Small Beginnings

There is a storefront on South Street in Pittsfield, Massachusetts that has a couple of typewriters in the window. My wife tugged at my elbow when I stopped to see them. In that instant, my mind raced back in my personal history to the days when my hands were practically glued to those same types of keys.

I remember typing articles for our college newspaper. Tapping those keys became my ticket to telling a story that was bubbling up from my belly.

After graduation, my engineering roommates took off for the west coast to work on the Space Shuttle with all sorts of seductive salaries, benefits and weather while I, the poor sap writer, felt very much left behind in Trenton, New Jersey with a meager salary of $10,500. I was so happy to negotiate “up” that extra $500!

I had no idea, but I had landed a job with a writer’s writer. He had been a newspaper journalist before becoming the Press Secretary for New Jersey Governor Richard Hughes. As many high-level staffers do after they leave government, he parlayed his notoriety and experience into a consulting business where I was hired to take care of many accounts to reduce his workload.

There were newsletters, press releases, trade journals, speeches, expositions, political campaigns and all matter of public relations. From changing ribbons to white-out to self-correcting typewriters to my work being passed on to the typesetter to the typesetter’s first draft to me to my corrections to the typesetter for the final product, it was a process that moved along at a snail’s pace compared to today’s editing on computers and immediate publishing and posting.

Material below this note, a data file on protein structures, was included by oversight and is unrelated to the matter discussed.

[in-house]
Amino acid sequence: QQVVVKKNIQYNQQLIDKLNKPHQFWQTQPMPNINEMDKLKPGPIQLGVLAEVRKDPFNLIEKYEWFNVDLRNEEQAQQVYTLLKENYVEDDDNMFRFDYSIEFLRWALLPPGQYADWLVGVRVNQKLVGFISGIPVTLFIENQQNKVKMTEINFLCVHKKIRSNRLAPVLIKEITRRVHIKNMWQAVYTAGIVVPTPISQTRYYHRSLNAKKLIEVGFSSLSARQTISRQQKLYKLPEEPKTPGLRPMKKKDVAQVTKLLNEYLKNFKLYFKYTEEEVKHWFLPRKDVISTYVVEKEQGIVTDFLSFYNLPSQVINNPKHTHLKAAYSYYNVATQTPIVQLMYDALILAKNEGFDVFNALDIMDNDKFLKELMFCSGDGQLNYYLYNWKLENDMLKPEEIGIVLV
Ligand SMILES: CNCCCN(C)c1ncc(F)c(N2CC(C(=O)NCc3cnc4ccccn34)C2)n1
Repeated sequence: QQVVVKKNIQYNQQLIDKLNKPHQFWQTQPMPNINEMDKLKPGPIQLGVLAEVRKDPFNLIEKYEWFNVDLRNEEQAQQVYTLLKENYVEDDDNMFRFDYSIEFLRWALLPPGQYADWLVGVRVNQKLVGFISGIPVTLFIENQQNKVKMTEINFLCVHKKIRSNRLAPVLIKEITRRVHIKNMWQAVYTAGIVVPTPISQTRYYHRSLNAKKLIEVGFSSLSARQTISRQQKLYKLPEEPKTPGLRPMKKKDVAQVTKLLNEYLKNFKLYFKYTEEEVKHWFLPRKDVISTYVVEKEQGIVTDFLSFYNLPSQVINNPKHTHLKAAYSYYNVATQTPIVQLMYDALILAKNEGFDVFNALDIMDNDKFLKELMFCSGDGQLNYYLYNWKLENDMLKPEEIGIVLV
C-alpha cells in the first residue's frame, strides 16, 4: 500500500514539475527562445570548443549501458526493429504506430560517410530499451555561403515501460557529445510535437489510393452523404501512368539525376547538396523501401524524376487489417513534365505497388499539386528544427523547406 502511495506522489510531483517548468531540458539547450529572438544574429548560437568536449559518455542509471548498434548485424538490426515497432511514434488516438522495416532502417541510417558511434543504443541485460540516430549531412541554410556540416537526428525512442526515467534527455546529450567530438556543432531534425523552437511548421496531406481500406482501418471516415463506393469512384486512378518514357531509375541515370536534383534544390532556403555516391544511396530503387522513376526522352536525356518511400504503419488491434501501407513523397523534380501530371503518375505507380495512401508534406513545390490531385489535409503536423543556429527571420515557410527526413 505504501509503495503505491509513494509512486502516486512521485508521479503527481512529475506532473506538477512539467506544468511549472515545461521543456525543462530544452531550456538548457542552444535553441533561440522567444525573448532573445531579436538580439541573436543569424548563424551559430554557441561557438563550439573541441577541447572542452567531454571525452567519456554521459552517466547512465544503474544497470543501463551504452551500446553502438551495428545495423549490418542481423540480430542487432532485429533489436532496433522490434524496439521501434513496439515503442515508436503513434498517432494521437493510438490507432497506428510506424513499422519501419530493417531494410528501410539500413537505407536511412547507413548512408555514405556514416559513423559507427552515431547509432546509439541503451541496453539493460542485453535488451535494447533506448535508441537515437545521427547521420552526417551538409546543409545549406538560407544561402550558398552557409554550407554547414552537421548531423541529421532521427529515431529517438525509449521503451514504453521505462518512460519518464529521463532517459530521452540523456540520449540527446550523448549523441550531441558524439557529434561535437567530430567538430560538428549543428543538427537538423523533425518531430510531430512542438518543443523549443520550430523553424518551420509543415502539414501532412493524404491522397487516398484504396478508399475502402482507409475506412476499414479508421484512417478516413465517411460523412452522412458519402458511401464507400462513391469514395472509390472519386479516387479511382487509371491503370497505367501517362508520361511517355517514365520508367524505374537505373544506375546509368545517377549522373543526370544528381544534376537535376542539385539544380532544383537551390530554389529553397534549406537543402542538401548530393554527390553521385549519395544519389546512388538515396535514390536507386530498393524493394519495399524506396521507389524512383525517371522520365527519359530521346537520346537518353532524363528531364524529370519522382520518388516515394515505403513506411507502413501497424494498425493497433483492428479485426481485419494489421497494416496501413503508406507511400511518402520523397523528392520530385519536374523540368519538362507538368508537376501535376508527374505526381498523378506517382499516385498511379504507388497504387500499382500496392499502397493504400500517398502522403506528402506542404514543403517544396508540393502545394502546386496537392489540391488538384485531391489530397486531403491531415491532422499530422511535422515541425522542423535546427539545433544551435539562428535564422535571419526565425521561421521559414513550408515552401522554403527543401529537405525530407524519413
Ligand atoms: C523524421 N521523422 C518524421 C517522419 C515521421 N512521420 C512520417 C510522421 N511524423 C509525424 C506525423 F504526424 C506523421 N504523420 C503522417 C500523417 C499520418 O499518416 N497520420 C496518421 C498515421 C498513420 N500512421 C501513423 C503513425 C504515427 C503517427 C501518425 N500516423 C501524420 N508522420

John V. Spinale was my boss. He was patient, encouraging and funny. He’d often remind me as the young buck that his middle initial stood for “Vivacious.” He edited and edited my offerings. He taught me how to write succinctly with the stroke of his pen. I used to refer to those five years under his tutelage as my “P.R. Ph.D.”

So, when my wife felt my little reluctance as I momentarily gazed through the window at the typewriter, little did she know that such a relic had such a gargantuan effect on one human soul. As I finally succumbed to her tug, my mind warp-speeded back to the present.

I thought on my approaching 250th blog post recently that goes out to tens of thousands with the click of a button. I look with satisfaction at how Spinale’s editing probably allowed me to keep a few thousand songs under three and half minutes. I’ve gone from newsletters to books and screenwriting. Oh, the joy of writing. It began with a pen, graduated to the cool IBM Selectric, moved on to the word processor and then to computers.

If the store hadn’t been closed, I would have borrowed a piece of paper and started hammering away. Instead, I succumbed to my wife’s pull and walked along without saying a word. But inside, words began bubbling up which you are now privy to…

“Does anyone dare despise this day of small beginnings?” Zechariah 4:10


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